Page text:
Single -sex schooling and girls' gender -role identity and creativity

Lynne Anne McVey, Fordham University

Abstract

This study was conducted to investigate the difference in creativity of female students in a single-sex high school and female students in a co-ed high school. A 2nd purpose was to investigate the difference between gender-role identity and creativity in girls in a single-sex high school and in girls in a co-ed high school. The first group of 72 participants was enrolled in a single-sex private school in a mid-sized suburban community. The 2nd group of 87 participants was enrolled in a co-ed private school in a large urban community. All students participated in the study on a volunteer basis with parental permission. All students were administered the Carlson Analytical Originality Scale and the Bem Sex-Role Inventory. All students were given a creative writing task that was evaluated by 2 independent expert judges. ^ The students in the co-ed group had higher language arts scores than did those students in the single-sex group. This difference was shown to be statistically significant. However, the students in the single-sex group had significantly higher creativity scores. ^ A regression analysis was then computed to determine what amount of variance was contributed by both language arts ability and school type. This analysis demonstrated that 21.83% of the variance was contributed by language arts scores and an additional 21.79% of the variance was contributed by school type. ^ The results of this study indicate that school type is an important factor in contributing to the creativity of female students in a single-sex high school. Future research should continue to identify and refine additional factors in the school environment which influence the development of girls' and women's creativity. ^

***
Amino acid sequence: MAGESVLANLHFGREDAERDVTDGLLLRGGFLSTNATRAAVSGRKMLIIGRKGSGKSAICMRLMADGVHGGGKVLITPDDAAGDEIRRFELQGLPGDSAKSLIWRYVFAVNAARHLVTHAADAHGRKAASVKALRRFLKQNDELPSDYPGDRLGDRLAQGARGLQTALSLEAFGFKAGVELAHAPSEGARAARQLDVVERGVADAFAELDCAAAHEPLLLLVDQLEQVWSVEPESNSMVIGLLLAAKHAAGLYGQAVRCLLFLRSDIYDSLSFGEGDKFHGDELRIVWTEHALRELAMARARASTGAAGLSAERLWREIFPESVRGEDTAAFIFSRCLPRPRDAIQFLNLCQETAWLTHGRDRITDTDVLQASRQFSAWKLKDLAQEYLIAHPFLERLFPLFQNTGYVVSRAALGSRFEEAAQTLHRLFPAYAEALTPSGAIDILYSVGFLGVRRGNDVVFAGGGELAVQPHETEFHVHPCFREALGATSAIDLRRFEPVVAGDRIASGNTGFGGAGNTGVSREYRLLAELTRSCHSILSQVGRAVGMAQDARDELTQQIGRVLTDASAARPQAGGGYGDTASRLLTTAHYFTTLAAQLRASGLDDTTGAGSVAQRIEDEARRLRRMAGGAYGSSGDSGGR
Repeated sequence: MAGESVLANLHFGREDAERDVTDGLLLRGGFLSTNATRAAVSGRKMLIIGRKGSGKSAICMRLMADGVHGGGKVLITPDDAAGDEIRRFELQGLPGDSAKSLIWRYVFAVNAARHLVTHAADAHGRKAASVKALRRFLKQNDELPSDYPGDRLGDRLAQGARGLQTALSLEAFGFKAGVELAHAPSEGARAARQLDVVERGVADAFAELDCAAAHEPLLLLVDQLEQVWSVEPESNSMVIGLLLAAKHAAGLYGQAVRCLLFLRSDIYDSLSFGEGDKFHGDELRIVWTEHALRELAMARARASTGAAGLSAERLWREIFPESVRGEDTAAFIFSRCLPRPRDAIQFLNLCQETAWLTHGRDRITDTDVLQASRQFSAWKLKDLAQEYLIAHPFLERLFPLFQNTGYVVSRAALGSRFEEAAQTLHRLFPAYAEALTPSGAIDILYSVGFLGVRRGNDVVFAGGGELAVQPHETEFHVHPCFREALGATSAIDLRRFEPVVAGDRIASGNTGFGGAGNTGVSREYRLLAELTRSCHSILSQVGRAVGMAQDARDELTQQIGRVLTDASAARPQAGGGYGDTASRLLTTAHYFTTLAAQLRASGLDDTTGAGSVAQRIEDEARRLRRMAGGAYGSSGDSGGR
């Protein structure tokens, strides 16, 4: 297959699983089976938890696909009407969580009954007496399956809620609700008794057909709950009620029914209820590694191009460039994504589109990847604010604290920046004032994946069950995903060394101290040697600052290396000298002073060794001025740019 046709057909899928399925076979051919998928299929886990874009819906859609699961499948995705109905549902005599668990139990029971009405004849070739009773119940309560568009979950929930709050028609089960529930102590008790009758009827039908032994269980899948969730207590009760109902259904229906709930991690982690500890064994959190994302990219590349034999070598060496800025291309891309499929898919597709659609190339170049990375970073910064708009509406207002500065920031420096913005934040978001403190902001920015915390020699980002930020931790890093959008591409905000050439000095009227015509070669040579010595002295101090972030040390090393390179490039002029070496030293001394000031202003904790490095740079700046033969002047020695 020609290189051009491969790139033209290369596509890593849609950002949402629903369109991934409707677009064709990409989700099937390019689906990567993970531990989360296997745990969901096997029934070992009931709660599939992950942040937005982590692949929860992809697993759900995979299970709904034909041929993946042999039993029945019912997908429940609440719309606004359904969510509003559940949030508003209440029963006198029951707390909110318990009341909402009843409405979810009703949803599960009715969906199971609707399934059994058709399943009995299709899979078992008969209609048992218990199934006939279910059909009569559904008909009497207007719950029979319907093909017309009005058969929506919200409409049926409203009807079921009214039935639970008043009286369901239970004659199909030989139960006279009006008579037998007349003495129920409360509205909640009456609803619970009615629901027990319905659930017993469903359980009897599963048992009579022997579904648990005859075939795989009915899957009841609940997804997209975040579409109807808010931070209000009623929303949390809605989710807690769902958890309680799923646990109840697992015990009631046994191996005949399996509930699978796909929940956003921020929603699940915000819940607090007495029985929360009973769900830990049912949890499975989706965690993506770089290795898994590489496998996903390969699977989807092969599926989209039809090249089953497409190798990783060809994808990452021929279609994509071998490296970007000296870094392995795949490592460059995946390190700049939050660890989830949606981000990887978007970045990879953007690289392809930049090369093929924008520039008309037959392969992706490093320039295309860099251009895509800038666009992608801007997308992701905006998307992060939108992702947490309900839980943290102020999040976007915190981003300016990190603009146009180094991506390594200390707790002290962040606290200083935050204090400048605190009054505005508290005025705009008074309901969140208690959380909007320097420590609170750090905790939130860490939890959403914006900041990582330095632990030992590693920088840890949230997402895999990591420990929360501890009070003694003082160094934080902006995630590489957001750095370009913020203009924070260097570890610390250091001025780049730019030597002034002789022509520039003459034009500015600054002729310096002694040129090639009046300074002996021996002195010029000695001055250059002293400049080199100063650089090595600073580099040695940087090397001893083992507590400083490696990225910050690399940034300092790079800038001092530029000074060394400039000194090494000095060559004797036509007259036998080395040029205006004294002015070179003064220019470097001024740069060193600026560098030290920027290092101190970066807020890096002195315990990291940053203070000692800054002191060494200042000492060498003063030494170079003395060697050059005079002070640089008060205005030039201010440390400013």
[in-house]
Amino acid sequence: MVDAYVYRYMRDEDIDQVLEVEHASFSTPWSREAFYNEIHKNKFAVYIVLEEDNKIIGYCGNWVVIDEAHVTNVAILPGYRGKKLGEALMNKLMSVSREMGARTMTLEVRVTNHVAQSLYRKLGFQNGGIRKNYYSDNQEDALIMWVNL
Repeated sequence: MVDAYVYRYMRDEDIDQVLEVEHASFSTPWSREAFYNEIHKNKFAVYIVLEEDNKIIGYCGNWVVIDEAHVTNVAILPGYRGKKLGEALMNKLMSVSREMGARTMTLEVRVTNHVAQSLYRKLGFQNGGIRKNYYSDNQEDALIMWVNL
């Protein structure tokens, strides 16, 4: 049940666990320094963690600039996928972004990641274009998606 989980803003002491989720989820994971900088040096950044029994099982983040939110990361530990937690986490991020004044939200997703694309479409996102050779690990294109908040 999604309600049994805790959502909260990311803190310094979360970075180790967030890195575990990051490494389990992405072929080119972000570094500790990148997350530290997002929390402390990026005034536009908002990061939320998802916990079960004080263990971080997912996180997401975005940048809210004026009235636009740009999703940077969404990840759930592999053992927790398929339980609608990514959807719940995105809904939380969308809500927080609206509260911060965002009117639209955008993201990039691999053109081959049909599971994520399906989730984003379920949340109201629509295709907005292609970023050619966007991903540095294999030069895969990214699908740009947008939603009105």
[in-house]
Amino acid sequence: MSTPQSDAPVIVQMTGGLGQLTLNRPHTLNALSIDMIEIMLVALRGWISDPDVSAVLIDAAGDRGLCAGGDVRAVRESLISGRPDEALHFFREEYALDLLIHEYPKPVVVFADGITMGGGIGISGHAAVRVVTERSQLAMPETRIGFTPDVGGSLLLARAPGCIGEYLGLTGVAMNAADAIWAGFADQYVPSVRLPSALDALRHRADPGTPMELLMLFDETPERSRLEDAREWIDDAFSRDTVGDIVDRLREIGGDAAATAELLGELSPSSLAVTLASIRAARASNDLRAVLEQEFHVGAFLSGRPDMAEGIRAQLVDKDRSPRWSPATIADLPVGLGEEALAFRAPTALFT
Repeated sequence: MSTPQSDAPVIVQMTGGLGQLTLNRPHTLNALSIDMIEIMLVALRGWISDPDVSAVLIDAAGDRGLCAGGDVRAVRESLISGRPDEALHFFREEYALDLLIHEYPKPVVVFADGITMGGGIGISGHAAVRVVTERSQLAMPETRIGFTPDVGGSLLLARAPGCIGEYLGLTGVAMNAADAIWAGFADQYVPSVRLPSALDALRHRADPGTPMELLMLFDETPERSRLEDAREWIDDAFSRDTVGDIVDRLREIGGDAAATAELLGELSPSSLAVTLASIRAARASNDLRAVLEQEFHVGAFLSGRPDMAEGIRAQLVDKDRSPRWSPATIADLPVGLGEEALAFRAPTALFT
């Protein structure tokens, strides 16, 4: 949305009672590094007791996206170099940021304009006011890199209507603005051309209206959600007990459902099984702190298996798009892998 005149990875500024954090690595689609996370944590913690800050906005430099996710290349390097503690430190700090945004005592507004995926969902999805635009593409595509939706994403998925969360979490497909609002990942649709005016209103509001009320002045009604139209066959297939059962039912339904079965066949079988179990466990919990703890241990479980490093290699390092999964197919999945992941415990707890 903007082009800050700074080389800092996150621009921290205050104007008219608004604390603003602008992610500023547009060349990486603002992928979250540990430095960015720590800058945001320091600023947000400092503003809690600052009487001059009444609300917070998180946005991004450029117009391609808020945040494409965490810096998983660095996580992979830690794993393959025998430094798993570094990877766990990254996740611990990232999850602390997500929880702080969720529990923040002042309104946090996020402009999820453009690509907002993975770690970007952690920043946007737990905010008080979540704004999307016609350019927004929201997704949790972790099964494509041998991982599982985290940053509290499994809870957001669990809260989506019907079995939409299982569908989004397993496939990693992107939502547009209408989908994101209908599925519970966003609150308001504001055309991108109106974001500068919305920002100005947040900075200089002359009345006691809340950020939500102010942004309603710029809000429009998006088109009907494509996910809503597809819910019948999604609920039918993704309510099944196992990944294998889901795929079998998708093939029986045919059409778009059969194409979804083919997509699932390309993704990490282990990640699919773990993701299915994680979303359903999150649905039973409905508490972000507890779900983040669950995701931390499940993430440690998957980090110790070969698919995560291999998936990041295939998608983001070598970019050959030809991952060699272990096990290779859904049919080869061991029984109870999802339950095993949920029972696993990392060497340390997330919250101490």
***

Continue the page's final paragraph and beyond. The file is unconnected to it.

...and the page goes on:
Subject Area

Women's Studies|Education, Educational Psychology|Psychology, Developmental

Recommended Citation

Lynne Anne McVey, "Single -sex schooling and girls' gender -role identity and creativity" (January 1, 2003). ETD Collection for Fordham University. Paper AAI3101155.
http://fordham.bepress.com/dissertations/AAI3101155

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